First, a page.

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Great Marley’s ghost! Was Charles Dickens a brazen plagiarist?

November 28, 2011

With plagiarism much in the news of late, I note with great interest a story detailing a little-known episode from the life of Dickens in which he was accused of plagiarizing a ghost story.

At least it wasn’t the much-loved apparition of Jacob Marley that gets the action going in A Christmas Carol. That one, apparently, Dickens made up all by himself.

The Guardian, reporting on a British Library exhibit celebrating the 2012 bicentenary of Dickens’ birth, says a now-forgotten artist and writer named Thomas Heaphy “bitterly” (bitterly, I say!), complained that the great author had stolen plot details from a story scheduled to appear months in the future.

Heaphy insisted that Dickens must have seen his story at the printer’s, appropriated its salient details, and rushed his tale into an issue of Dickens’ own magazine, All the Year Round, in 1861.

Both stories featured a beautiful young woman who asked an artist if he could paint her picture from memory. The painter says yes, but a traditional sitting would be better. Turns out, the young lady is fatally indisposed, being already dead, and wants the memory picture to console her grieving father.

Dickens’ version “is hardly his finest effort,” notes the Guardian, which doesn’t even bother sharing the title. In fact, as anyone knows who has enjoyed Les Standiford’s popular biography, The Man Who Invented Christmas, the Dickens work we remember today is but of a fraction of his output.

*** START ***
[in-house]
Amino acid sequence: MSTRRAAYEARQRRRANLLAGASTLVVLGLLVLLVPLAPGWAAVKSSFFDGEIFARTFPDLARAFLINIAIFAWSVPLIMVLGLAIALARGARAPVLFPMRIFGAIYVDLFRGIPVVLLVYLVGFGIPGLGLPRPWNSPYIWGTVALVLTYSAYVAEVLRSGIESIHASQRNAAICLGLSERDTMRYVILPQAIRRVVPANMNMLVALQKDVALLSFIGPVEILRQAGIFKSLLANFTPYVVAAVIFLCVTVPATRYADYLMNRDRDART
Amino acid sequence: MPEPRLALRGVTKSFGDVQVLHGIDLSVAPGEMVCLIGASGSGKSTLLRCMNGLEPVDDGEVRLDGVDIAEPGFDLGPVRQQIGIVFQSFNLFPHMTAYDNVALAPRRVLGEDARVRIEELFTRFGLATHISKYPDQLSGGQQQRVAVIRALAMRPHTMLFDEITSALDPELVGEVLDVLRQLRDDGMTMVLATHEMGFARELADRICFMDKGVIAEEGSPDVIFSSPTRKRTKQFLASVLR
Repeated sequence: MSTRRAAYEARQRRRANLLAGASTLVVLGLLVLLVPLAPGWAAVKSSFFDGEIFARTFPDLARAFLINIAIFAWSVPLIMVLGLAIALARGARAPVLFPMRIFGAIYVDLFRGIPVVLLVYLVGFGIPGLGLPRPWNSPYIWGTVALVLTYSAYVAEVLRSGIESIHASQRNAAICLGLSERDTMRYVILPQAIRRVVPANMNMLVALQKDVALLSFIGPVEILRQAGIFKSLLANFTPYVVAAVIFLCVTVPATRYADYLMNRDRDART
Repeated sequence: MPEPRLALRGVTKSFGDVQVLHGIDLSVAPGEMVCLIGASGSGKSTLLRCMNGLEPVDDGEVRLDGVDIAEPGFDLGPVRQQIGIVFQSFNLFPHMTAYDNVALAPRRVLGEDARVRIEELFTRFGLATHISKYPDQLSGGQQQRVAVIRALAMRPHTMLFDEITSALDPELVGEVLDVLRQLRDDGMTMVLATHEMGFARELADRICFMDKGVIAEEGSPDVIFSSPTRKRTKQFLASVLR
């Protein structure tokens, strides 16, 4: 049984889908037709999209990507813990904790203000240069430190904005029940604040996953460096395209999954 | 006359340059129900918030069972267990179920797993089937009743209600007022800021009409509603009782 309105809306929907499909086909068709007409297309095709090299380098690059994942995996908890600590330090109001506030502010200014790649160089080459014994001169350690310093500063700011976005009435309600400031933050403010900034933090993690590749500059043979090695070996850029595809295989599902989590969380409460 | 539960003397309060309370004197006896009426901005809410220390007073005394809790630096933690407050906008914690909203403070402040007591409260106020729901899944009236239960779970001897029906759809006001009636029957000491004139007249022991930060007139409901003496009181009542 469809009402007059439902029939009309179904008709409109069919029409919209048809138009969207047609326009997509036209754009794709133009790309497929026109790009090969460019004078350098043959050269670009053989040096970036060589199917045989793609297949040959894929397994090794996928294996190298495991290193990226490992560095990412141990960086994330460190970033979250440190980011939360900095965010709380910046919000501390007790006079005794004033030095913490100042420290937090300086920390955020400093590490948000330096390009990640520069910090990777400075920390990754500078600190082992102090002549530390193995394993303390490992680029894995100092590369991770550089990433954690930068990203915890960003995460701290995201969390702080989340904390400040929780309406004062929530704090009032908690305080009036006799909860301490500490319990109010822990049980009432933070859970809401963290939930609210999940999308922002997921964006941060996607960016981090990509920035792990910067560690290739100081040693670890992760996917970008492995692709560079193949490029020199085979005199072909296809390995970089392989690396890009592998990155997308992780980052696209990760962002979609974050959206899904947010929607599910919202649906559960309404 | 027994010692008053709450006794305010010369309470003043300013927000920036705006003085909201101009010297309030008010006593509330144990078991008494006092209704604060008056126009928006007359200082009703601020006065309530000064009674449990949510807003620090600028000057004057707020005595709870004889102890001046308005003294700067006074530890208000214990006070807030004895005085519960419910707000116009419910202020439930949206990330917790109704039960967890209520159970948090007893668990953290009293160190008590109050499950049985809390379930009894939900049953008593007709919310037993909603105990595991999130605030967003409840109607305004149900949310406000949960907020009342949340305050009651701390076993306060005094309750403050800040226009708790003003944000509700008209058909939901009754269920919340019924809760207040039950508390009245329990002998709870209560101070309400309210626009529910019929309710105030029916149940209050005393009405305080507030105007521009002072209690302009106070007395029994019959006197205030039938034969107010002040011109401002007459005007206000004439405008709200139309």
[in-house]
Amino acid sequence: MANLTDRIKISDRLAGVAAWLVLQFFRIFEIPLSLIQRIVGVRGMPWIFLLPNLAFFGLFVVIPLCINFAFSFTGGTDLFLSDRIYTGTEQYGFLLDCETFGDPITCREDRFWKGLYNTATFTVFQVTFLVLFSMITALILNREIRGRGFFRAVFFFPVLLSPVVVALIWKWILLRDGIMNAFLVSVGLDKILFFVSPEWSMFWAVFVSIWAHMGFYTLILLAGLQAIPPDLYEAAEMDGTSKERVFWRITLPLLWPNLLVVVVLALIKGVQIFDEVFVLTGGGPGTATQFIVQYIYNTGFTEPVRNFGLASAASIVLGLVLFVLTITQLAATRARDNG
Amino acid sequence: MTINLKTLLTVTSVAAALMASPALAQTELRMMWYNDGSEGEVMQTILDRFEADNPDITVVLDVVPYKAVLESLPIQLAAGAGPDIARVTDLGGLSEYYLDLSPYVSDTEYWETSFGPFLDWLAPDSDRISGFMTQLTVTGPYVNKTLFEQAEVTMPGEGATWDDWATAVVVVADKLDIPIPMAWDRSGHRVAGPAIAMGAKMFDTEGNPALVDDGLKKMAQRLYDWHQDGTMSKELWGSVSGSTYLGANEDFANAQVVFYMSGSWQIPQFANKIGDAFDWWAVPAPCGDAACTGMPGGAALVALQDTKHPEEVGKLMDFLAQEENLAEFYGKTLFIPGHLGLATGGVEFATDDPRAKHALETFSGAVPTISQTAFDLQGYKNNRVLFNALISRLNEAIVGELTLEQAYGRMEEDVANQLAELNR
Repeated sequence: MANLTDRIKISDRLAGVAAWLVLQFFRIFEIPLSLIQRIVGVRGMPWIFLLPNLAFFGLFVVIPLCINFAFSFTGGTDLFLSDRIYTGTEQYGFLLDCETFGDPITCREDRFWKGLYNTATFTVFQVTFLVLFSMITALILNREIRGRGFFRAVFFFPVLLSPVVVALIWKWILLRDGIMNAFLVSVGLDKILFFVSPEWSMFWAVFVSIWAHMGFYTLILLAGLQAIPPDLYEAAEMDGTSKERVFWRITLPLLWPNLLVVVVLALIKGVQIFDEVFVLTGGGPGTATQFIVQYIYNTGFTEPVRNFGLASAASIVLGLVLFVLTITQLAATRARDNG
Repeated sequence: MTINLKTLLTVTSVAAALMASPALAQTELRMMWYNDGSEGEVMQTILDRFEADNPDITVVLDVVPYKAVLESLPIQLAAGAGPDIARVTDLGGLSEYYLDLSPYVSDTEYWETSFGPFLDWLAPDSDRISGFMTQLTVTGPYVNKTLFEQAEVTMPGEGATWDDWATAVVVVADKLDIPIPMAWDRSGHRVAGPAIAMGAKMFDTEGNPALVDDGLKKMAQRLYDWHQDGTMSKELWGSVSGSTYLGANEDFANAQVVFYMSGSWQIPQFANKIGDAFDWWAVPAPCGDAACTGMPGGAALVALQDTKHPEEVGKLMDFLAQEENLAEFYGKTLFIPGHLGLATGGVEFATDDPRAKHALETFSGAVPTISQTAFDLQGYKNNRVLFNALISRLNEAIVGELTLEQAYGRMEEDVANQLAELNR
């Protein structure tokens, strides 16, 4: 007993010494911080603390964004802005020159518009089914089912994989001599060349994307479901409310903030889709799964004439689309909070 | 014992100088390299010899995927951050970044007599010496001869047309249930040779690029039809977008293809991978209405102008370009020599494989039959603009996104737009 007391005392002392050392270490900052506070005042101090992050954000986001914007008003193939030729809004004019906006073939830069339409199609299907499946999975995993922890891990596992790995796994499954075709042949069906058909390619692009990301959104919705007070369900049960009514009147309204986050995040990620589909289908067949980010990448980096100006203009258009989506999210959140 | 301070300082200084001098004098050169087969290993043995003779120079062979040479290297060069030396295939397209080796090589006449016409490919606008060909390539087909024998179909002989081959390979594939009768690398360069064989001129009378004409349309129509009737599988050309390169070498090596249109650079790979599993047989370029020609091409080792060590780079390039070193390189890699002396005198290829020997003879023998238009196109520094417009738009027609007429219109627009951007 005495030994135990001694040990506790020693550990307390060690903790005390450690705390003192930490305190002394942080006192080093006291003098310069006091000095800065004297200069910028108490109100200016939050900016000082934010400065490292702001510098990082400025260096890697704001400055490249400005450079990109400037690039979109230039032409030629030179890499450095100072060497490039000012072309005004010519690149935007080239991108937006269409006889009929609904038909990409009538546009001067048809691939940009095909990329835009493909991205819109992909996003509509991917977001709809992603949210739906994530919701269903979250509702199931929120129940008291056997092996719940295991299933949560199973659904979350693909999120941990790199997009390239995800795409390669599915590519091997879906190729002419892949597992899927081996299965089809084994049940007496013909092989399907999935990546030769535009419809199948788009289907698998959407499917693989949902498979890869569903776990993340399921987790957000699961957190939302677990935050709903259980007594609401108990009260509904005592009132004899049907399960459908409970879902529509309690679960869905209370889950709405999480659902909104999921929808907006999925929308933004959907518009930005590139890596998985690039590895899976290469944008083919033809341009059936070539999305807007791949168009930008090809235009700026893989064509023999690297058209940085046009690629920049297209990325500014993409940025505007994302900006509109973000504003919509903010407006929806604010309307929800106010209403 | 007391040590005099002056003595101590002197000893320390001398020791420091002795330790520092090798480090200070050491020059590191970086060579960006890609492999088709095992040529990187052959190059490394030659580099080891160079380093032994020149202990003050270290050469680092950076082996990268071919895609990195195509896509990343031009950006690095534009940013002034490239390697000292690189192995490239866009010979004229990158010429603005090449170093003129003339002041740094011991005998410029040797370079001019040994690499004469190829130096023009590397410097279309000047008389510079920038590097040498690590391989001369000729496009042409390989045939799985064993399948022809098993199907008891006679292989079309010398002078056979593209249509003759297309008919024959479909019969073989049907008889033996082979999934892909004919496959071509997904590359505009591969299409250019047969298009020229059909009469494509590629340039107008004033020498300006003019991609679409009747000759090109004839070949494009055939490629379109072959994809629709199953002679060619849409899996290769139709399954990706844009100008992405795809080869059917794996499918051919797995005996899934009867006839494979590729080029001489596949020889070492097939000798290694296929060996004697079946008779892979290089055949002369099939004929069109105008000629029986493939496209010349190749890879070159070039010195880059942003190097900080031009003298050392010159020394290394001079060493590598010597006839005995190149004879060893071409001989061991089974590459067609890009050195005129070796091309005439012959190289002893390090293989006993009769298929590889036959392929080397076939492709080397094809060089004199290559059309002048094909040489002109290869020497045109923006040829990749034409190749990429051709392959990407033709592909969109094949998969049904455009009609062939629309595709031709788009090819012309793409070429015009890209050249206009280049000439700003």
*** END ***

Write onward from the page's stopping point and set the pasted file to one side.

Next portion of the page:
For example, Dickens wrote three full-length sequels to A Christmas Carol, all of which sold well during his lifetime, none of which is read today (for good reason).

Dickens was also fascinated by ghosts from childhood, although the Guardian says he usually placed a “rational” explanation in his stories, and his magazine frequently outraged spiritualists and mediums by printing exposes of their fakery.

Confronted with Heaphy’s accusations, Dickens admitted the similarities between the two stories, but insisted it must be the result of an uncanny coincidence.

“Everything connected with it,” Dickens wrote, “is amazing; but conceive this – the portrait painter had been engaged to write it elsewhere as a story for next Christmas and not unnaturally supposed when he saw himself anticipated in All the Year Round that there had been treachery at his printers.”

So — did Dickens steal a story from a lesser writer? While it’s not unimaginable, outright theft seems unlikely. After all, Dickens was a towering talent with a fertile capacity for invention.

On the other hand, Dickens explanation — what a coincidence! Really! — seems equally unlikely, though also not impossible. After all, as Hemingway said, there’s no such thing as an original idea.

What do you think? Is Dickens innocent, the incident merely an astonishing coincidence? Or did a famous and successful author, perhaps facing a crushing deadline, prey on the work of an infinitely less powerful writer?




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